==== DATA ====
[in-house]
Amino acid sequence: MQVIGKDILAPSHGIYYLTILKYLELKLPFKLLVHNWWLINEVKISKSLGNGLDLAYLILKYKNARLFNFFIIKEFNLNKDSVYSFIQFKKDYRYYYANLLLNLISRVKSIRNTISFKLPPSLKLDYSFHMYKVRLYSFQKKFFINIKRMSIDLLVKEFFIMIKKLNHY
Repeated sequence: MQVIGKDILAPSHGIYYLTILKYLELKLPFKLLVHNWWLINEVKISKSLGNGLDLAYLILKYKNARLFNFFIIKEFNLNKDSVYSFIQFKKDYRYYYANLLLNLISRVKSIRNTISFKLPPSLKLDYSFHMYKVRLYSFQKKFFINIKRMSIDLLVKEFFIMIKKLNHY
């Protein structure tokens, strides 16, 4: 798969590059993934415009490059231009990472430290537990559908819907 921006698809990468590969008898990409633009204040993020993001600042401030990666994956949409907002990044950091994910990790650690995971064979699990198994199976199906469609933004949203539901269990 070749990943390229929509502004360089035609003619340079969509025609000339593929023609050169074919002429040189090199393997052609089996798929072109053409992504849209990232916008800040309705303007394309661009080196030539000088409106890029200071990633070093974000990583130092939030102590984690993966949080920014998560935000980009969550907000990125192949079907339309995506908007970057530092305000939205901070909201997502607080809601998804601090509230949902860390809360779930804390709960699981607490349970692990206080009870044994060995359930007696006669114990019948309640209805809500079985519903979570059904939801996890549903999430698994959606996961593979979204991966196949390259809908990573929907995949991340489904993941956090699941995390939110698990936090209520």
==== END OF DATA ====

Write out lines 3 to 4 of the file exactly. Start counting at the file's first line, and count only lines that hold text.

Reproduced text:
Repeated sequence: MQVIGKDILAPSHGIYYLTILKYLELKLPFKLLVHNWWLINEVKISKSLGNGLDLAYLILKYKNARLFNFFIIKEFNLNKDSVYSFIQFKKDYRYYYANLLLNLISRVKSIRNTISFKLPPSLKLDYSFHMYKVRLYSFQKKFFINIKRMSIDLLVKEFFIMIKKLNHY
């Protein structure tokens, strides 16, 4: 798969590059993934415009490059231009990472430290537990559908819907 921006698809990468590969008898990409633009204040993020993001600042401030990666994956949409907002990044950091994910990790650690995971064979699990198994199976199906469609933004949203539901269990 070749990943390229929509502004360089035609003619340079969509025609000339593929023609050169074919002429040189090199393997052609089996798929072109053409992504849209990232916008800040309705303007394309661009080196030539000088409106890029200071990633070093974000990583130092939030102590984690993966949080920014998560935000980009969550907000990125192949079907339309995506908007970057530092305000939205901070909201997502607080809601998804601090509230949902860390809360779930804390709960699981607490349970692990206080009870044994060995359930007696006669114990019948309640209805809500079985519903979570059904939801996890549903999430698994959606996961593979979204991966196949390259809908990573929907995949991340489904993941956090699941995390939110698990936090209520």